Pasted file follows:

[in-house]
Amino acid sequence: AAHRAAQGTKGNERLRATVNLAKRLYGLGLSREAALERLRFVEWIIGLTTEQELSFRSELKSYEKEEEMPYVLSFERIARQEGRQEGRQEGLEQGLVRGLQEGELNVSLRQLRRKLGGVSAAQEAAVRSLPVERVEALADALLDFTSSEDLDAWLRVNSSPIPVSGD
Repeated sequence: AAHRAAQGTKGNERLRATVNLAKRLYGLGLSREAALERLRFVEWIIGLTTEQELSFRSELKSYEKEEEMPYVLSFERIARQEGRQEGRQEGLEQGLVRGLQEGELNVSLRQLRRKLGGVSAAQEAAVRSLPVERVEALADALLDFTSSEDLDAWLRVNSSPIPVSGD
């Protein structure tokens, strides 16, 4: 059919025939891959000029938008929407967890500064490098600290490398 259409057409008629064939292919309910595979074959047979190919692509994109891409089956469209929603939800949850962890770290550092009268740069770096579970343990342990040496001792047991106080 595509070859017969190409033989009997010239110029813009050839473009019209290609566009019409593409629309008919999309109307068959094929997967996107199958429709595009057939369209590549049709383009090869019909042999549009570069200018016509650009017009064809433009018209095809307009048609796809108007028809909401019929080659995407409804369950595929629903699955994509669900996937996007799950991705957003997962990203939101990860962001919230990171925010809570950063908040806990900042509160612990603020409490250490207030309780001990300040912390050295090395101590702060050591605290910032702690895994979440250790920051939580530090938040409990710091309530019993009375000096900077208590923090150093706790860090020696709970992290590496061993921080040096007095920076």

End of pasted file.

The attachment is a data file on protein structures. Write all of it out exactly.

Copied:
[in-house]
Amino acid sequence: AAHRAAQGTKGNERLRATVNLAKRLYGLGLSREAALERLRFVEWIIGLTTEQELSFRSELKSYEKEEEMPYVLSFERIARQEGRQEGRQEGLEQGLVRGLQEGELNVSLRQLRRKLGGVSAAQEAAVRSLPVERVEALADALLDFTSSEDLDAWLRVNSSPIPVSGD
Repeated sequence: AAHRAAQGTKGNERLRATVNLAKRLYGLGLSREAALERLRFVEWIIGLTTEQELSFRSELKSYEKEEEMPYVLSFERIARQEGRQEGRQEGLEQGLVRGLQEGELNVSLRQLRRKLGGVSAAQEAAVRSLPVERVEALADALLDFTSSEDLDAWLRVNSSPIPVSGD
């Protein structure tokens, strides 16, 4: 059919025939891959000029938008929407967890500064490098600290490398 259409057409008629064939292919309910595979074959047979190919692509994109891409089956469209929603939800949850962890770290550092009268740069770096579970343990342990040496001792047991106080 595509070859017969190409033989009997010239110029813009050839473009019209290609566009019409593409629309008919999309109307068959094929997967996107199958429709595009057939369209590549049709383009090869019909042999549009570069200018016509650009017009064809433009018209095809307009048609796809108007028809909401019929080659995407409804369950595929629903699955994509669900996937996007799950991705957003997962990203939101990860962001919230990171925010809570950063908040806990900042509160612990603020409490250490207030309780001990300040912390050295090395101590702060050591605290910032702690895994979440250790920051939580530090938040409990710091309530019993009375000096900077208590923090150093706790860090020696709970992290590496061993921080040096007095920076």